Situated on Krakowskie Przedmiescie Street, next to the Visitationist Church, the Tyszkiewich-Potocki Palace is regarded as one of the most beautiful neoclassical buildings in Warsaw. Ludwik Tyszkiewicz, a field Lithuanian Hetman, was its founder and first owner. The construction of the palace was started in 1785. Initially the work was under the supervision of Stanislaw Zawadzki but after only a year he was replaced by the royal architect Jan Christian Kammsetzer. To help decorate the interiors Kammsetzer hired stucco decorators including Paolo Casasopra, Giuseppe Amadio, Jan Michal Graff, a sculptor Johann Duldt and a painter Wawrzyniec Jasinski.

The Tyszkiewicz residence is a palace which has been built along the street rather than, like most Warsaw palaces, off the street and deeper within the estate. The palace has two equally fascinating facades. The first, longer one (thirteen bays) is more monumental, with the main entrance facing the West, and is characterized by a balcony with four Atlantes crafted by the royal sculptor Andrzej Le Brun and his assistant Giacomo Contierini. The second (north side) facade distinguishes itself with sophisticated architectural detail and noble proportions. Between 1821 and 1822 a neo-Renaissance gate and annex designed by Friedrich Albert Lessel were built on next to this facade. Additional construction work at the Palace was done twenty years later. At this time the Palace interior was renovated and rearranged and new brick stables, carriage house and hothouse were constructed. These works were overseen by a famous Warsaw architect, the Italian born Enrico Marconi.

Some of the most interesting interiors of the Palace include the vestibule with its all’antica decorations as well as elegant apartments on the first floor looking over the Krakowskie Przedmiescie Street. The Ball Room with its reliefs depicting the Judgment of Paris and the Judgment of Zeus as well as the Dining Hall with its beautiful fireplace decorated with a relief of Sleeping Ariadne deserve special attention.

After the death of Ludwik Tyszkiewicz in 1808 the Palace was inherited by his daughter Anna who was at the time married to the Count Aleksander Potocki (her first marriage, her second husband was Stanislaw Dunin Wasowicz). The palace remained the property of the Potocki family until 1923 when it was sold to the Bank Gospodarstwa Krajowego. Prior to World War II the palace also housed the Polish Academy of Literature and a collection of antique prints belonging the Polish National Library. The building survived the initial years of the war unscathed, however in 1944 it was burned down. The reconstruction of this historic building was carried out between 1948 and 1956 according to a project by Jan Dabrowski. After restoration the palace became part of the campus of the University of Warsaw. Currently the building contains, aside from the Museum of the University of Warsaw, the Institute of Musicology, the Center for Polish Language and Culture for Foreigners “Polonicum” and the Antiquity of Southeastern Europe Research Center.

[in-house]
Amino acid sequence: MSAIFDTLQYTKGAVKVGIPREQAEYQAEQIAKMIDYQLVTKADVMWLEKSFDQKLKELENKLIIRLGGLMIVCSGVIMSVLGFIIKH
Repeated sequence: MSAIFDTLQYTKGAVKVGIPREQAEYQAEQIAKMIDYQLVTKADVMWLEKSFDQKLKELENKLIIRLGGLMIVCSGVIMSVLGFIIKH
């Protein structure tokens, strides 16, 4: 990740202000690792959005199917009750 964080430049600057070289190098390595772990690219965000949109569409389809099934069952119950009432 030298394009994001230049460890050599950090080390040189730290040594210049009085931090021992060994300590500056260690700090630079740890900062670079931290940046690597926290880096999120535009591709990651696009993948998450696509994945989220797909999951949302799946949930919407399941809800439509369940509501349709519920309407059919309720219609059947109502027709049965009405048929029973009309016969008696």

In 2013 the rector of the University of Warsaw, Dr Marcin Palys PhD, along with the Chairman of the Board of the Bank Gospodarstwa Krajowego (BGK) signed agreements granting the UofW low-interest loans by the BGK as part of the JESSICA initiative implemented from the funds of the 2007-2013 Regional Operational Program of the Masovian Voivodeship. The revitalization of the Palace’s interiors was completed in 2015.